from 2015 to 2016. While they have been present in the single serve segment since 2012 when they signed a distribution agreement with four Pepsi
bottlers to distribute in 8 states to a few thousand distribution points (they now have national coverage), the really attractive market is probably
multipack. The company estimate that the single serve market is around $200m (£130m), while the multipack market is $2bn (£1.3bn), over 10% of
the size of the entire GB soft drinks market.
While the delay in coming to market has been questioned by analysts on numerous conference calls, my view is that it is a great opportunity, and
if they can execute on it anywhere like as well as they have done in the UK with their brand or as the bottling partner of Pepsi, then it is worth waiting
for. The delay is simply to do with choosing the optimal route to market, with the options being direct distribution (probably too expensive), using
Pepsi warehouses, or going to market via a broker such as ASM, Obviously, while the market is quite focused on the timing of the rollout, the
opportunity is more of a medium-term strategic one, with limited profits to come in the next couple of years, and the most important thing is that
they get the model right rather than doing it quickly. They are finalising their analysis of the options at the moment – I would say that the CEO has
so far proven himself to be good operationally, for example:
· Closing factories in Chelmsford & Huddersfield where they were not getting high enough utilisation, generating savings
· Transferring production capacity to France in 2014 to save on logistics costs and support margins
· Improving procurement across the board
In short, I am confident in their ability to make the right choice in terms of route to market in US multipack, and the experience with demand in
the UK, France, and US single serve would seem to support the view that the latent demand for the product is there.
In terms of the value that the opportunity can bring to shareholders, I think that the right way to look at it is to consider the profit generation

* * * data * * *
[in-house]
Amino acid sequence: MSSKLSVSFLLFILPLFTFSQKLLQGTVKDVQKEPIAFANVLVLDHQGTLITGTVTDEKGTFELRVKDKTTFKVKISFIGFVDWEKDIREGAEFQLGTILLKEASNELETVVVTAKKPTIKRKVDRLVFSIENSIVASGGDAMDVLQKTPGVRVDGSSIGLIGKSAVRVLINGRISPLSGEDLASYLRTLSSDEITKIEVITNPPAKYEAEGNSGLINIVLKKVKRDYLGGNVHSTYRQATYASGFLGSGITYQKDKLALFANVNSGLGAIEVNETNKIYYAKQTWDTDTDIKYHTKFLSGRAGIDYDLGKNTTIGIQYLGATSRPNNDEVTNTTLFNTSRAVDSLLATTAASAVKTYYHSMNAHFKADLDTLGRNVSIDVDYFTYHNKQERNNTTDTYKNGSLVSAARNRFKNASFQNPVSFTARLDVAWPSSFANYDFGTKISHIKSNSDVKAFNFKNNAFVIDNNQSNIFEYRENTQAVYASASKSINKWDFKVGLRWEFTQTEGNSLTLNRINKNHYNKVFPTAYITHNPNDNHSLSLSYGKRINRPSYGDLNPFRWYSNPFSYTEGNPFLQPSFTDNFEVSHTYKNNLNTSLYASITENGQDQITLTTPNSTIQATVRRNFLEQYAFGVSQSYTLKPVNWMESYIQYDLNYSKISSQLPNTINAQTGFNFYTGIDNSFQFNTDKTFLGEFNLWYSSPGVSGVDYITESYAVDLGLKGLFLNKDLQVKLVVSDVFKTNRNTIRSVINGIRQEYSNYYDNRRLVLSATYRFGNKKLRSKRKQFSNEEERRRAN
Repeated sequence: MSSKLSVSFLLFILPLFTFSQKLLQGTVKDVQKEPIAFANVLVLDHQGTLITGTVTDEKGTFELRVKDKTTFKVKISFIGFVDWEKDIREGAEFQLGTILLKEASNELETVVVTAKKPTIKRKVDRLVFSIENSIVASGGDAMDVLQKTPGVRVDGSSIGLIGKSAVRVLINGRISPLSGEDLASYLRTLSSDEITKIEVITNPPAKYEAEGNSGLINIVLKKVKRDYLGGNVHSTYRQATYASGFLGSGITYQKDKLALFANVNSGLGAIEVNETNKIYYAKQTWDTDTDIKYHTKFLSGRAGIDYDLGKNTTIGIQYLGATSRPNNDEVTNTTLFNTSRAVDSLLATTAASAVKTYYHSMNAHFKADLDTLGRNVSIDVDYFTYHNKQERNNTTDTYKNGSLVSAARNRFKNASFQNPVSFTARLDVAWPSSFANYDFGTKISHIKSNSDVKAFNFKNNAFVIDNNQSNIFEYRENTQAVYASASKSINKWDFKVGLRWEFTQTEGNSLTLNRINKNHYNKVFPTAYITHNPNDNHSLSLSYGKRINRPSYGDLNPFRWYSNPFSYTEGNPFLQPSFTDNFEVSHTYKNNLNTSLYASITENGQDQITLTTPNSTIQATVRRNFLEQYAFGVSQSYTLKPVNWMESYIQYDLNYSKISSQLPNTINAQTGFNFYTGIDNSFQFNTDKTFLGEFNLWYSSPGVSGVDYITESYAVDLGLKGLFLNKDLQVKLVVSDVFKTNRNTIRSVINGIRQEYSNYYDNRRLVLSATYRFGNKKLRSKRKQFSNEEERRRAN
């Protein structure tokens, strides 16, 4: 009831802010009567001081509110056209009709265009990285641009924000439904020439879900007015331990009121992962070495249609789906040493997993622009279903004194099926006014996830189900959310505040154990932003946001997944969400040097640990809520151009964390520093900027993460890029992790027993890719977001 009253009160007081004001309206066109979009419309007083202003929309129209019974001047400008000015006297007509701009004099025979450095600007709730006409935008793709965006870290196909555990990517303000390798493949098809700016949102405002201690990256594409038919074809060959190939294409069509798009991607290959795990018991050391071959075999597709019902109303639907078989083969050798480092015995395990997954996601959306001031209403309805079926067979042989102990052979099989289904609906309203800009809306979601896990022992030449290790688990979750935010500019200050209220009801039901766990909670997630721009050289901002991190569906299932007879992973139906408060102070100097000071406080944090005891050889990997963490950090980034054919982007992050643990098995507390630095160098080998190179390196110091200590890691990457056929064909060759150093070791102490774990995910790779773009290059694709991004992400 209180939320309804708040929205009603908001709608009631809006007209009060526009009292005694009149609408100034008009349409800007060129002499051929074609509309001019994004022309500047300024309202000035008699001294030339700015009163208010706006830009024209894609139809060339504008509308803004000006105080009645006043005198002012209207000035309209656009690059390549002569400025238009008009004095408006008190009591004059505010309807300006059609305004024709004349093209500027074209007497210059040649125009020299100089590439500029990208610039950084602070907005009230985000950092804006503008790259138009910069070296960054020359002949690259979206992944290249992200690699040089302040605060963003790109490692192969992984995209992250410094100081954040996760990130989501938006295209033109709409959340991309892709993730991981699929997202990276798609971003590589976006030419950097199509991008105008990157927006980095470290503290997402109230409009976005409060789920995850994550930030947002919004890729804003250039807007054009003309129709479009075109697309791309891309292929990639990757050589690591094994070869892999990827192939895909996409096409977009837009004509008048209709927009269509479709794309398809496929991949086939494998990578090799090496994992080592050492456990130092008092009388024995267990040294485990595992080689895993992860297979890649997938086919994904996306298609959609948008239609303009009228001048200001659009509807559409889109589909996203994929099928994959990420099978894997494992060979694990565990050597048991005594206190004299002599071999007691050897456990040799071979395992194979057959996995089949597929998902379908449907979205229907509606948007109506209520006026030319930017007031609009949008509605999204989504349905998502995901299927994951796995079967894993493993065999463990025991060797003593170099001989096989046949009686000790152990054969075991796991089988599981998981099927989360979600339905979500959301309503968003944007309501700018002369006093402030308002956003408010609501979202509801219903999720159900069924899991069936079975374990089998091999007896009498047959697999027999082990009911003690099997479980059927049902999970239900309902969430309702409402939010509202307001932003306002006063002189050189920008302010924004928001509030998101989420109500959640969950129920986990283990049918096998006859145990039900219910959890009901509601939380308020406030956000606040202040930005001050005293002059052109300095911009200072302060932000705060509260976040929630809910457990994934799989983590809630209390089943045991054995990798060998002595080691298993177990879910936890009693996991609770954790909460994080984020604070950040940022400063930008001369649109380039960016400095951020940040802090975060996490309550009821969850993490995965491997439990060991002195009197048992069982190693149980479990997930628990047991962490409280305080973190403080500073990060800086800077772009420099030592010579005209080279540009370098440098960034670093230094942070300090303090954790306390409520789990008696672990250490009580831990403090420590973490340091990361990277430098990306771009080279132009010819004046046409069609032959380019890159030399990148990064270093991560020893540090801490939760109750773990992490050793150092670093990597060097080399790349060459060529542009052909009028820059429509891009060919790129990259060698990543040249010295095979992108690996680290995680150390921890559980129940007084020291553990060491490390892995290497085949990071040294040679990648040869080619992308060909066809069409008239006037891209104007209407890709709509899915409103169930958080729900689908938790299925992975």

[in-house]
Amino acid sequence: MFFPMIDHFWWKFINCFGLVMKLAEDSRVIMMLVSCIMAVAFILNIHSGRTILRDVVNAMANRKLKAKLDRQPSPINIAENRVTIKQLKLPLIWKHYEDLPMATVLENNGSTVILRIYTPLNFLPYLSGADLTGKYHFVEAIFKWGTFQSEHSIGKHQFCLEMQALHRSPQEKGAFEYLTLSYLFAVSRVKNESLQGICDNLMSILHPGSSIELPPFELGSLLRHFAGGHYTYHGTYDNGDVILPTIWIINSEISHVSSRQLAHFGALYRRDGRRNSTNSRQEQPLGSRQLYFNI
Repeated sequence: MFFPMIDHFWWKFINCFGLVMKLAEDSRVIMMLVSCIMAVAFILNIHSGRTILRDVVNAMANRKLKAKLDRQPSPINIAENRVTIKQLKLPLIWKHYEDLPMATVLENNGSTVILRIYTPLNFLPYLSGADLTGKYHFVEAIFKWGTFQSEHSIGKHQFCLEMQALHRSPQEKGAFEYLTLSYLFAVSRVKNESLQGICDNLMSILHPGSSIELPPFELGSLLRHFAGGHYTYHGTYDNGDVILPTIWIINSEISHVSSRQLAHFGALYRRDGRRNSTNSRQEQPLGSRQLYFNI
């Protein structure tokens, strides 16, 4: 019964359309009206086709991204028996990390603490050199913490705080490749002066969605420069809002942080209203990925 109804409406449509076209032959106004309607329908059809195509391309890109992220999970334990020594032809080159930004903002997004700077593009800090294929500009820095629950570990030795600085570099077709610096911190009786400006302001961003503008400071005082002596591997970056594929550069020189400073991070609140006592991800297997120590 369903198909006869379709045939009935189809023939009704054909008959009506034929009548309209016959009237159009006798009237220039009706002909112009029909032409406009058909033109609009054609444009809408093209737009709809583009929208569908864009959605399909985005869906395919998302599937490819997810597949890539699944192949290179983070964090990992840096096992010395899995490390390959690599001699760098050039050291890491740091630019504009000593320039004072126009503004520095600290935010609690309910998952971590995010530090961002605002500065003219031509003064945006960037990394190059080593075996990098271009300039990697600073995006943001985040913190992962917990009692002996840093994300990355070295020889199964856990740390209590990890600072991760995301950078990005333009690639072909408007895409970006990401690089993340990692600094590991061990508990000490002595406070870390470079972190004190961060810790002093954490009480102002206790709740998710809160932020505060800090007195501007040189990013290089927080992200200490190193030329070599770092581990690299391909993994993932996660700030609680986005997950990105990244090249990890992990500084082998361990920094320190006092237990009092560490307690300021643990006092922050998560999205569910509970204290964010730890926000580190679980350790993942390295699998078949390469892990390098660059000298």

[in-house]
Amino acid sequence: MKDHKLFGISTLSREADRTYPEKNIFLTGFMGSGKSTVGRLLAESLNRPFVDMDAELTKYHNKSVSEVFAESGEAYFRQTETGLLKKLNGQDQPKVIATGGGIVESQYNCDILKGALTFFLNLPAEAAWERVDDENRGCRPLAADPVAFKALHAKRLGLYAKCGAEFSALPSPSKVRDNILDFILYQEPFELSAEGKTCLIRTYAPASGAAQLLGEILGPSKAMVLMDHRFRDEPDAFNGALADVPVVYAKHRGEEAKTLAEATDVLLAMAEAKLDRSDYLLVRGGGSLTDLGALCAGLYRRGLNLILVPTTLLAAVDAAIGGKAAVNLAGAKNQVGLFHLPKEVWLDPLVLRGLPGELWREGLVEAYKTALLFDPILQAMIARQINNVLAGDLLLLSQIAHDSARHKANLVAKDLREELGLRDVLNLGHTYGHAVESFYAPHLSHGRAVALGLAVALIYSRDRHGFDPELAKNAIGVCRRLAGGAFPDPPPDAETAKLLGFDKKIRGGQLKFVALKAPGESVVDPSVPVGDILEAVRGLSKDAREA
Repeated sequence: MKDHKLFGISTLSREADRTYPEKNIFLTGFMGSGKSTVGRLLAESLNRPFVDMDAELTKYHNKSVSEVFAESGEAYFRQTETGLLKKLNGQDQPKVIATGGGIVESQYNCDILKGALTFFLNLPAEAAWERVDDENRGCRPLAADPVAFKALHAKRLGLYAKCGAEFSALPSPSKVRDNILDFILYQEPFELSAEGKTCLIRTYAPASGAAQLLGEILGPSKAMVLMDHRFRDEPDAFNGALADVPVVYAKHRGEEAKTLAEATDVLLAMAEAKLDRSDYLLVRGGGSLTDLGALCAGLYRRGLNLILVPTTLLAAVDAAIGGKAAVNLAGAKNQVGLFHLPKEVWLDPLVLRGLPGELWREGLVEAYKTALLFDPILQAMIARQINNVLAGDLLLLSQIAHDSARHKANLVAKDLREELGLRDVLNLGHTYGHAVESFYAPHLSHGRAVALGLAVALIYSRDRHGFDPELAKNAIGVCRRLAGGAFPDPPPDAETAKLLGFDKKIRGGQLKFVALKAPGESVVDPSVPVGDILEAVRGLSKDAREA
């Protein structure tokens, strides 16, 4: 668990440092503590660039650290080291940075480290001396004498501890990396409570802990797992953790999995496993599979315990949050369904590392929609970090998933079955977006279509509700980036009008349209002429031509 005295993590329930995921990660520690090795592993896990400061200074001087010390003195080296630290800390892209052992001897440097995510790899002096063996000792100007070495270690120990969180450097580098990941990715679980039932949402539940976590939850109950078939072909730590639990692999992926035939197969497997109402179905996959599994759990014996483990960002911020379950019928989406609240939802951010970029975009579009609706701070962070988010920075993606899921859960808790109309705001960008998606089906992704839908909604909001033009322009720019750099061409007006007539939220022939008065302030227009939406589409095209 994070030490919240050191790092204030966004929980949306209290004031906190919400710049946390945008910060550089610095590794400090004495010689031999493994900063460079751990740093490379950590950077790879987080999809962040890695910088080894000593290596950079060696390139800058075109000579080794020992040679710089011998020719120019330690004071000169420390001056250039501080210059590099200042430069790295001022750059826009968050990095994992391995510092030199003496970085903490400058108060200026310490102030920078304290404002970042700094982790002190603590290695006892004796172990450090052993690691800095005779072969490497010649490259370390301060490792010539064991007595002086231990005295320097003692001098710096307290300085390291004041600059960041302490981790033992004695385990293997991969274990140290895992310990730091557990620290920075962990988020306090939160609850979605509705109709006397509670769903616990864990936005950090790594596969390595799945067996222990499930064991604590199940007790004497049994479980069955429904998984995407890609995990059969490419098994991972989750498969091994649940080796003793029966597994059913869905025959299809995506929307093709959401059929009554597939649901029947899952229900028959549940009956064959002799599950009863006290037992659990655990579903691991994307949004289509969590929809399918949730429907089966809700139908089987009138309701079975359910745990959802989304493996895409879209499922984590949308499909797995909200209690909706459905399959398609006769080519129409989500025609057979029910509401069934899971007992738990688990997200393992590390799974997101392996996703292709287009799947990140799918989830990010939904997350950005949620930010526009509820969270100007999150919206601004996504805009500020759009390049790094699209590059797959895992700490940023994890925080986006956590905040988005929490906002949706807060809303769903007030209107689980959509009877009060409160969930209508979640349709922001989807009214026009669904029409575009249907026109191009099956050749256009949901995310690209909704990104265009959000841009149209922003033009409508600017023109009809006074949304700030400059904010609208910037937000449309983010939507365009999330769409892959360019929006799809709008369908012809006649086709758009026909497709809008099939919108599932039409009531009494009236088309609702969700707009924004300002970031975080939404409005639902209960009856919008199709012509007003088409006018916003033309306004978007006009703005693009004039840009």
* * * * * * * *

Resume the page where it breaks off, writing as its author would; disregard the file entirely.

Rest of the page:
opportunity a few years out, once the product has been pushed out into the market and momentum has been given time to build. I have made
assumptions based upon how things may look in 2020, assuming the current $2bn market grows 2% pa:
So the opportunity could potentially be worth 100p/share in present value.
The US Fruit Shoot multipack rollout, together with some modest progress in the Indian business, generates the following divisional forecasts,
which I see as very achievable:
The entry into Brazil was announced a couple of months ago at the interims – they will acquire ebba, for R$ 580m, or £121m, with half
deferred for two years, in a 100% cash deal financed by a rights issue which has already been completed. The company is the 7th largest soft
drinks company in Brazil, the rest being large multinationals, while Brazil itself is the 6th largest soft drinks and dilutes market globally, and the
number 1 in just dilutes. They have a presence in dilutes via Maguary (31% share, also 10% share in ready to drink nectar) and the value-
focused dafruta (20% share). They think that the addressable market grows about 6% annualised out to 2020, about double the global market
growth. In terms of numbers, last year ebba generated R$437m revenue, R$33m EBIT. The guidance for this year is revenues R$ 415m,
Britvic management have been looking at the deal for the last couple of years and have travelled to Brazil 4-5 times prior to the acquisition –
the timing appears to be driven by the implosion of all things Brazilian this year – management are of the view that it is a headwind for a year
or two more but the longer-term opportunity is there. In terms of the longer-term opportunity, the company see the 2015 EBITDA of ~R$40m
at least doubling by 2020, and the company fleshes that out roughly as follows:
· Cost savings of R$10m to come from purchasing, supply chain – the savings have been quantified by the integration consultants
that 3G usually work with
· Initially invested in infrastructure and A&P to drive longer-term growth and operating leverage
· Introduction of Fruit Shoot into Brazil in the next 18 months at the latest drives operating leverage
· Potentially enter new sub-categories to drive operating leverage
The pre-existing local management team will stay within the organisation to manage the process, and the business will be a separate reporting
The shares took a bit of a dive in the weeks following the announcement of the deal. I think a chunk of it was of course driven by the market
correction, but certainly some of it was driven by the deal itself, namely concerns over:
· Timing – guidance calls from Brazil revenues down this year, flat next year and then gradual improvement in sales and rapid
improvement in profitability 2017 and beyond – could of course be pushed out if the economy continues to struggle